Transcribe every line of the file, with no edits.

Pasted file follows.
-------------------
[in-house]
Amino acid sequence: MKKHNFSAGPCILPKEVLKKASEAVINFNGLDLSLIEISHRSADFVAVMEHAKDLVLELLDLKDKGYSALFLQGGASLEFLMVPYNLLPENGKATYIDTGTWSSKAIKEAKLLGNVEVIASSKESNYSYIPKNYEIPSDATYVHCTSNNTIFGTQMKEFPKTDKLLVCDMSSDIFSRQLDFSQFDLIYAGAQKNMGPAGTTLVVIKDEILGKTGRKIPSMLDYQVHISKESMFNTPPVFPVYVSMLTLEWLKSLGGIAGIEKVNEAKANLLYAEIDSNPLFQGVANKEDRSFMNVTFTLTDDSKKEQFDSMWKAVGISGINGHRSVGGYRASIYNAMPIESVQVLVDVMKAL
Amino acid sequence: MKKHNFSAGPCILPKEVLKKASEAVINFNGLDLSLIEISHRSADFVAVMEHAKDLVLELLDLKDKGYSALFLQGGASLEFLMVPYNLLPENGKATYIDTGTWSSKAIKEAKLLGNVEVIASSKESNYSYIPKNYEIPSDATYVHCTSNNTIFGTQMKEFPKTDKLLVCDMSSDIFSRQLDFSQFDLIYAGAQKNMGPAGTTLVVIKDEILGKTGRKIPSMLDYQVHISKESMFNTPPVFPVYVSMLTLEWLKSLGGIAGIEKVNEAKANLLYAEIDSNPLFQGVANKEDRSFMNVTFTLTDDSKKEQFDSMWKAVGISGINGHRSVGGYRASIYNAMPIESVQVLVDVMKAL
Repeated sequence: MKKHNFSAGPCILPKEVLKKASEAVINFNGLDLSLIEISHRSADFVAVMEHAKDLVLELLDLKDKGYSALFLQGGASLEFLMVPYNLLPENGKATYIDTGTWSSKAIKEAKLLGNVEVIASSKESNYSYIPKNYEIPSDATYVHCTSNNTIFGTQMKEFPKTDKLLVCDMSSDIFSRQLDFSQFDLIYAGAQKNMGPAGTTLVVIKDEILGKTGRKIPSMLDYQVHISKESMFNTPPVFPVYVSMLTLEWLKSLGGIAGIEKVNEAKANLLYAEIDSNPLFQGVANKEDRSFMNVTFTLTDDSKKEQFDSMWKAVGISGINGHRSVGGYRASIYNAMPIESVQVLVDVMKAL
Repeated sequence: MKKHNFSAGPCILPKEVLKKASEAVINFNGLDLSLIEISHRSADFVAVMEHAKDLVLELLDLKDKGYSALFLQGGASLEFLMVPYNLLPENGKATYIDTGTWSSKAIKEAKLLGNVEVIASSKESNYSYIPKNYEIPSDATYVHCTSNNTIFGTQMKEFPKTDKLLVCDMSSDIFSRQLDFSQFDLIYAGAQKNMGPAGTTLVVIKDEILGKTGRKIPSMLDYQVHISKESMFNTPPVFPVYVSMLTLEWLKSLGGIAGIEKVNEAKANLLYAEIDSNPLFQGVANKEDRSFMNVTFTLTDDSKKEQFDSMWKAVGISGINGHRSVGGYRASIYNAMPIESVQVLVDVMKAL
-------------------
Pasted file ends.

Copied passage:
[in-house]
Amino acid sequence: MKKHNFSAGPCILPKEVLKKASEAVINFNGLDLSLIEISHRSADFVAVMEHAKDLVLELLDLKDKGYSALFLQGGASLEFLMVPYNLLPENGKATYIDTGTWSSKAIKEAKLLGNVEVIASSKESNYSYIPKNYEIPSDATYVHCTSNNTIFGTQMKEFPKTDKLLVCDMSSDIFSRQLDFSQFDLIYAGAQKNMGPAGTTLVVIKDEILGKTGRKIPSMLDYQVHISKESMFNTPPVFPVYVSMLTLEWLKSLGGIAGIEKVNEAKANLLYAEIDSNPLFQGVANKEDRSFMNVTFTLTDDSKKEQFDSMWKAVGISGINGHRSVGGYRASIYNAMPIESVQVLVDVMKAL
Amino acid sequence: MKKHNFSAGPCILPKEVLKKASEAVINFNGLDLSLIEISHRSADFVAVMEHAKDLVLELLDLKDKGYSALFLQGGASLEFLMVPYNLLPENGKATYIDTGTWSSKAIKEAKLLGNVEVIASSKESNYSYIPKNYEIPSDATYVHCTSNNTIFGTQMKEFPKTDKLLVCDMSSDIFSRQLDFSQFDLIYAGAQKNMGPAGTTLVVIKDEILGKTGRKIPSMLDYQVHISKESMFNTPPVFPVYVSMLTLEWLKSLGGIAGIEKVNEAKANLLYAEIDSNPLFQGVANKEDRSFMNVTFTLTDDSKKEQFDSMWKAVGISGINGHRSVGGYRASIYNAMPIESVQVLVDVMKAL
Repeated sequence: MKKHNFSAGPCILPKEVLKKASEAVINFNGLDLSLIEISHRSADFVAVMEHAKDLVLELLDLKDKGYSALFLQGGASLEFLMVPYNLLPENGKATYIDTGTWSSKAIKEAKLLGNVEVIASSKESNYSYIPKNYEIPSDATYVHCTSNNTIFGTQMKEFPKTDKLLVCDMSSDIFSRQLDFSQFDLIYAGAQKNMGPAGTTLVVIKDEILGKTGRKIPSMLDYQVHISKESMFNTPPVFPVYVSMLTLEWLKSLGGIAGIEKVNEAKANLLYAEIDSNPLFQGVANKEDRSFMNVTFTLTDDSKKEQFDSMWKAVGISGINGHRSVGGYRASIYNAMPIESVQVLVDVMKAL
Repeated sequence: MKKHNFSAGPCILPKEVLKKASEAVINFNGLDLSLIEISHRSADFVAVMEHAKDLVLELLDLKDKGYSALFLQGGASLEFLMVPYNLLPENGKATYIDTGTWSSKAIKEAKLLGNVEVIASSKESNYSYIPKNYEIPSDATYVHCTSNNTIFGTQMKEFPKTDKLLVCDMSSDIFSRQLDFSQFDLIYAGAQKNMGPAGTTLVVIKDEILGKTGRKIPSMLDYQVHISKESMFNTPPVFPVYVSMLTLEWLKSLGGIAGIEKVNEAKANLLYAEIDSNPLFQGVANKEDRSFMNVTFTLTDDSKKEQFDSMWKAVGISGINGHRSVGGYRASIYNAMPIESVQVLVDVMKAL